The first thing to learn is the zoom controls. Zooming out to jump around an hour or two of audio is a necessity, and zooming in to find edit points is something I do a lot. So learning the basic ⌘←/→ to zoom horizontally, and ⌘↑/↓ to zoom vertically is a must.
Logic can also store zoom presets. I changed these keybindings from their default to simple ⌥1, ⌥2, ⌥3 shortcuts. I left the shortcuts for saving the presets at the full ⌃⌥⇧⌘1 (etc.) because then I can just use my Hyper key to trigger them. Once that’s set up, you can zoom out and save that as preset 1, then zoom into a point where waveforms are clearly visible and save it as preset 2, then zoom all the way in to where you can actually pick out syllables and make that preset 3. Then just ⌥2 to do an edit and ⌥1 to jump back to a wider view.
Another handy assignment is the Delete and Move command. This is basically a ripple delete, and used in combination with the ⌘-Drag super select, it makes it dead simple to cut out an entire section and pull the ends together in one action. I assign ⌥⌘X to this. By default that combo inserts a new MIDI track, which is kind of useless here.
Templates and Presets
This will likely be obvious (and admittedly a practice of mine from the beginning), but creating a template for your podcast saves a ton of time on setup. This is especially true if you create or edit multiple podcasts.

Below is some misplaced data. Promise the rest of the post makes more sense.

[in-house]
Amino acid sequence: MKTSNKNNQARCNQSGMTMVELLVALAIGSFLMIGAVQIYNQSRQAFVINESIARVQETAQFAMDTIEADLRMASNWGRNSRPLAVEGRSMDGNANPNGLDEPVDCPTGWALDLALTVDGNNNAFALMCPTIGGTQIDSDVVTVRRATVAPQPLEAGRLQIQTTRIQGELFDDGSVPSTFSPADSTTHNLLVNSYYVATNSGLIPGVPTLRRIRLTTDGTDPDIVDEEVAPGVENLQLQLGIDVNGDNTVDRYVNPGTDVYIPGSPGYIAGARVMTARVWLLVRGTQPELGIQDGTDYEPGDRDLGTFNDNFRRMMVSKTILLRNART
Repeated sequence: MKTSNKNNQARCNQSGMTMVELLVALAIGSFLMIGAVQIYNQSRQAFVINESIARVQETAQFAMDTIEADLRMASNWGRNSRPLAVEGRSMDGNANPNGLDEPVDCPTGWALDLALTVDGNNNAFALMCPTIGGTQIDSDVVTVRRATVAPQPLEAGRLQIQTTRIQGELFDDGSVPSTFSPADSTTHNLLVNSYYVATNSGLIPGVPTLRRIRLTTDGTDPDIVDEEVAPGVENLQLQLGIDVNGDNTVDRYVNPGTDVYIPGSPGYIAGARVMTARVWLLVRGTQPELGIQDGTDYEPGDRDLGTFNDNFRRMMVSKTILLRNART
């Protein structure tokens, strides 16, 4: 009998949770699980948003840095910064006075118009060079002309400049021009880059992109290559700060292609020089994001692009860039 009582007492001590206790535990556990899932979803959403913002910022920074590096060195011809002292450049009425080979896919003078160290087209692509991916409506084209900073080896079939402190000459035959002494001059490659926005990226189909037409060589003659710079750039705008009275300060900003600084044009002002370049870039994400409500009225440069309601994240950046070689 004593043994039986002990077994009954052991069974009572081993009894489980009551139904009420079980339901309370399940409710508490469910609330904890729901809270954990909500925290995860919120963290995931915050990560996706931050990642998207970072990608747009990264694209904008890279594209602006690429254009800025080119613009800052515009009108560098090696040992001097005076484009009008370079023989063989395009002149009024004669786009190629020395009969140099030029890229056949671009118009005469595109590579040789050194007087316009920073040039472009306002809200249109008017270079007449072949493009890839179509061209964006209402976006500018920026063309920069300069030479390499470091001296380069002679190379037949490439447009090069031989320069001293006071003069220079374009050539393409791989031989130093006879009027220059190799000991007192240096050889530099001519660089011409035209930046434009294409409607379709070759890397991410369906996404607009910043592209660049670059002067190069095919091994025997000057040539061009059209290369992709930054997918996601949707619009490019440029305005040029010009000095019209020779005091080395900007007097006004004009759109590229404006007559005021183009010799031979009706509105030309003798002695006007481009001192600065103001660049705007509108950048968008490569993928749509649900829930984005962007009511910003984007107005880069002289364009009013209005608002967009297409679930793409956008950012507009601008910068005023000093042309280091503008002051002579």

The easiest way to create a podcast template is to take one you’ve already edited. Delete all of the audio except for things like intro/outro music that are used in every episode. Be sure to clean the audio files out of the project library as well, or they’ll persist in every new episode and give you huge project files. Leave the plugin settings for voice tracks and any automation data for the intro/outro tracks in place, and Save as Template.
My templates only ever have two tracks, and I have them ordered in the way that Ecamm Call Recorder exports the two sides of a call. Then when I drag the files into the first track, I can select “Use Existing Tracks” and the right voices end up on tracks that already have the usual plugins and settings enabled.
Any time I make significant alterations to EQ/Compressor settings, I save the preset with a name to describe what type of issue I was using it to deal with. Then I have a starting point if that need arises again.
I hope if you read this far that at least one of these tips was new to you. Happy editing, and keep an eye out for Aaron Dowd’s upcoming Logic course, it’ll be worth it!
If you’re looking for a comprehensive guide to podcasting, from planning through editing and publishing, The Successful Podcasting courses from Aaron Dowd are now available as a part of a subscription to seanwes.com. $99/month gets you access to Successful Podcasting, the Logic and GarageBand courses, and a whole bunch of other great courses on seanwes.com. If you want to expand your skills, check it out!